Before Christmas Tim Martin introduced us to the Rodney Crowell led ‘Songs From Quarantine Vol. 2’ a benefit album for the Music Health Alliance that is a musicians resource for healthcare solutions and access. Health care benefits for musicians in the United States has long been an issue as they work jobs that often do not provide benefits and feature unstable income. Connecting to the album musically would have provided a wealth of options from Crowell, to Guy Clark, to Willie Nelson, to Shelby Lynne, to many, many more. But in this season of giving it felt better to continue Tim’s thoughtful approach and make the next link in the chain a song that highlights the often overlooked issue of mental health in the music industry and feature a song and organisation that address that.
Leftover Salmon’s ‘Left Unsung’, written by bassist Greg Garrison was originally released in 2019 as a single benefiting Backline, a resource hub for mental health and wellness in the music industry. (It has since been released on the band’s 2021 album, ‘Brand New Good Old Days’.) The song is dedicated to Yonder Mountain String mandolinist Jeff Austin who tragically took his own life in 2019 after years of battling mental health issues.
Garrison was a lifelong friend of Austin. The two first met in middle school in the mid 80s while living in the Chicago area, before attending both High School and College together. After college the two both drifted to Colorado and the progressive bluegrass sound that was prominent there with Garrison ending up in Leftover Salmon and Austin forming Yonder Mountain String Band. They were bands that were peers and contemporaries of each other, often sharing stages together over the years.
Lyrically the song tells the story of their lives, while at the same time tackling the mental health issues that plagued Austin for his entire life. Garrison sings of their first meeting, “Might have been ’86, both of us kids near the city/ Midwest, flatlands, suburbia felt like such a pity/ I was jazz band, you were theater class/ How were we to know it would end in such a mess?” Before singing of their college years, “Champaign, Monkey House, radio, music and the rain/ Home-brewin’, growin’ in the closet but we didn’t see the pain/ Saw you find that mandolin/ Now we all hear that were never gonna see it again.” Eventually Garrison addresses Austin loss, lamenting, “No new songs to sing/ Or highways left to ride/ No more good times with your friends/ Cause you’re on the other side/ No new melodies/ Or trips around the sun/ But we’ll all be here/ To write the songs you left unsung.”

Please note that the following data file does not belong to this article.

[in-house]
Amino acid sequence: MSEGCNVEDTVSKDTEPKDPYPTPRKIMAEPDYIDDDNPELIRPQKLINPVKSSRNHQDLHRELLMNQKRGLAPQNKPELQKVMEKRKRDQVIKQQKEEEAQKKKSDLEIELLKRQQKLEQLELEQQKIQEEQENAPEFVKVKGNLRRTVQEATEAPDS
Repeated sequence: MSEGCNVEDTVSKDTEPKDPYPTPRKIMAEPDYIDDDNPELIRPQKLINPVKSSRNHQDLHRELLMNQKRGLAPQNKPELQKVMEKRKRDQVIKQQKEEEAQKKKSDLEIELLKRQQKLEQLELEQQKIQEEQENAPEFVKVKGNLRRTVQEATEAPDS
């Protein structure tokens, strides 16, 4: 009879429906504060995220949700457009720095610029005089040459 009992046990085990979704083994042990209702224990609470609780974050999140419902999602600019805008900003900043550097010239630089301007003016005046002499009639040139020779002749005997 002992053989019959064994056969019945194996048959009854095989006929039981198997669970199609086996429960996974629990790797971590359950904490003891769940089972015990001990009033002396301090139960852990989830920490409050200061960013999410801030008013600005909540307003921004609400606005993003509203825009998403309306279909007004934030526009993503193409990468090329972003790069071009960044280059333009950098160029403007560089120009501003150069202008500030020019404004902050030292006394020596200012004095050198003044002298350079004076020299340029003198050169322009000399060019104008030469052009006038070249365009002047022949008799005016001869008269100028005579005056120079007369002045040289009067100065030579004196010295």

For Garrison the song was even more personal given his own mental health issues he has struggled with over the years. He explained, “I have always struggled with a certain amount of social anxiety (not the easiest thing when you’re in a band like Leftover Salmon) … It makes being a musician, which involves a healthy amount of ‘putting yourself out there’ a difficult task at times. Thankfully, when the music is happening and I’m playing the bass, I can close my eyes, quiet my mind and feel at home. I discovered that I suffer from low level depression (called dysthymia) during one of my most difficult periods as a human and as a musician. When I parted ways with Punch Brothers in 2008, a lot of things came crashing down … Fortunately, through counseling I was able to get my proverbial “shit together” to some extent, and I started taking medication (which I still take to this day) … Like many, I certainly wish I would have understood the extent to which Jeff was hurting, and that I could have given him a helping hand when it was needed. I’m glad that an organization like Backline exists now, as having the support of others who have gone through or are going through a similar situation will allow the healing to start and leave far fewer songs left unsung.”
You can learn more about Backline and their mission to connect music industry professionals and their families with a trusted network of mental health and wellness providers here: https://backline.care/